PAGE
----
Farry’s cúpla focal is music to ears of the House of Commons
Maiden speeches by new Northern Ireland MPs display unified, anti-Brexit front
In his 36 years as a Conservative MP, Roger Gale has been called any number of things, branded a bigot for his opposition to same-sex marriage and a misogynist for referring to his female staff as “girls”. But it is safe to say that until Friday, he had never been addressed as Leas-Cheann Comhairle.
As acting deputy speaker, Gale was in the chair when Alliance’s new MP for North Down Stephen Farry rose to make his maiden speech.
“Go raibh maith agat, a Leas-Cheann Comhairle. Thank you, Mr Deputy Speaker,” Farry said.
“I wanted my first formal comments in this chamber to be in Irish to reflect the shared heritage of the language across all the traditions in Northern Ireland.”
The DUP’s Gregory Campbell was not in the chamber to hear Farry’s words, which were almost identical to those that drove the East Londonderry MP in 2014 to open a speech to the Northern Ireland Assembly with the words “Curry my yoghurt can coca coalyer”.
Farry acknowledged the differences among the parties from Northern Ireland who take their seats at Westminster but suggested that the DUP, the SDLP and Alliance could work together in response to Boris Johnson’s Brexit deal.
“Together we have a reasonable argument and we speak with a moral authority about trying to mitigate the impact of that boundary down the Irish Sea. At the very least, we would ask that the prime minister and government meet us halfway in that regard,” he said.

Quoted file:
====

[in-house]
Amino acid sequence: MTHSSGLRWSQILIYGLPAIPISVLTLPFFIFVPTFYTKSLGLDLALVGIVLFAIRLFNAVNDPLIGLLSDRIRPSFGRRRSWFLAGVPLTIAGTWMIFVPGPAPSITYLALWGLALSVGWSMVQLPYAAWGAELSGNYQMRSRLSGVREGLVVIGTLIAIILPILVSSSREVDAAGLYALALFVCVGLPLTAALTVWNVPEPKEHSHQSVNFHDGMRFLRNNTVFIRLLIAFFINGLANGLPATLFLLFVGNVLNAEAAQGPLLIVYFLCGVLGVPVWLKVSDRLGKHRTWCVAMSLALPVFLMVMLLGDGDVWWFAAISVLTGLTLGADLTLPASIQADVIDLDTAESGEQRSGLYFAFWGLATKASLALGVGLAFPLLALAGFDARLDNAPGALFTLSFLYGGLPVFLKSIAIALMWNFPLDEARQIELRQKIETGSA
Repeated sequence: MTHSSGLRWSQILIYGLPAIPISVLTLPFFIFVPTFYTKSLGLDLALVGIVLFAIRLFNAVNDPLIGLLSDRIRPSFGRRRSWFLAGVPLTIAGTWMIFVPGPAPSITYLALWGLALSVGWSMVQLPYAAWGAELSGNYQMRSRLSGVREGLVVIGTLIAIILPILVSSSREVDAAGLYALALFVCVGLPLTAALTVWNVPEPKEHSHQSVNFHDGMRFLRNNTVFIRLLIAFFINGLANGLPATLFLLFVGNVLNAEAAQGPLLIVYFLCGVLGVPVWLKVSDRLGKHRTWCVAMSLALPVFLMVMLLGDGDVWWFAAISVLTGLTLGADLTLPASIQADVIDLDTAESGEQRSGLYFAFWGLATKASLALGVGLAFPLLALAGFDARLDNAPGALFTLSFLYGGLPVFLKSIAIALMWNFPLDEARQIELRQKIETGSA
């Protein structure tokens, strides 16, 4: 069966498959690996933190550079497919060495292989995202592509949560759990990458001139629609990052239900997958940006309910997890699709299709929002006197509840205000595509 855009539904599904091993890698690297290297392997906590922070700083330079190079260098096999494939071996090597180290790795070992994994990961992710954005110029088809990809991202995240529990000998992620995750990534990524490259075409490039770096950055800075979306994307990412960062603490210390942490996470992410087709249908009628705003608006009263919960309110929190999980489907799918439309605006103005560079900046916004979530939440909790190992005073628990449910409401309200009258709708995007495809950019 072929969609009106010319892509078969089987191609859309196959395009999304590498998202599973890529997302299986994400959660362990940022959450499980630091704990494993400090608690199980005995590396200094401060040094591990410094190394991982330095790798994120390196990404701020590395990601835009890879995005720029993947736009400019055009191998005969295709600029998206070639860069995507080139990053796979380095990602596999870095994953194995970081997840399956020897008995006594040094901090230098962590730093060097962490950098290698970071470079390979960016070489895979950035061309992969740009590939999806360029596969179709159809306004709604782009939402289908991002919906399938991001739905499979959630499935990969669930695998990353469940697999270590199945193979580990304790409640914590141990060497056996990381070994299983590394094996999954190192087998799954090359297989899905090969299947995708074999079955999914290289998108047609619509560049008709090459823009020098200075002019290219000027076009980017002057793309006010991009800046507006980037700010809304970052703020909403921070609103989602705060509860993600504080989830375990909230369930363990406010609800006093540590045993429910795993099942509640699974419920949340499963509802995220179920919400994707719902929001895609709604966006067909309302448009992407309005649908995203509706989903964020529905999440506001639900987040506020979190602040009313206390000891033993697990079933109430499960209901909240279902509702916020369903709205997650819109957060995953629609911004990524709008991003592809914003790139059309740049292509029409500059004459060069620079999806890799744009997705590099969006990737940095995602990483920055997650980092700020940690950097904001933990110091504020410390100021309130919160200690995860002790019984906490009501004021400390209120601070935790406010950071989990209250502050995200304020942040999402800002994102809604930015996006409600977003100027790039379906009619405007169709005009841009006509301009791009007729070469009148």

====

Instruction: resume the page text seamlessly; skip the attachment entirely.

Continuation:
Maiden speeches in the House of Commons are by convention heard in silence and without interruption, something the SDLP’s Claire Hanna noted as she began hers.
“I anticipated having a wee bit more time to craft my maiden speech and to reflect our outlook. But, put simply, Brexit is an emergency and I was elected to do all I can to mitigate the impact of Brexit for the people I represent. Also, as a Northern Irish politician and a mum of three, the opportunity to speak for five minutes uninterrupted was too exciting,” she said.
The DUP’s Jeffrey Donaldson urged the prime minister to find a way to ensure that trade between Northern Ireland and the rest of the UK could be “unfettered”, as the withdrawal agreement promises, despite different regulatory and customs arrangements.
“We would like to be able to support what is happening, but we have grave concerns about the potential impact on the Northern Ireland, where economic prosperity goes hand in hand with political stability. The peace process cannot just be about the politics of Northern Ireland; it has to be about prosperity for Northern Ireland as well,” he said.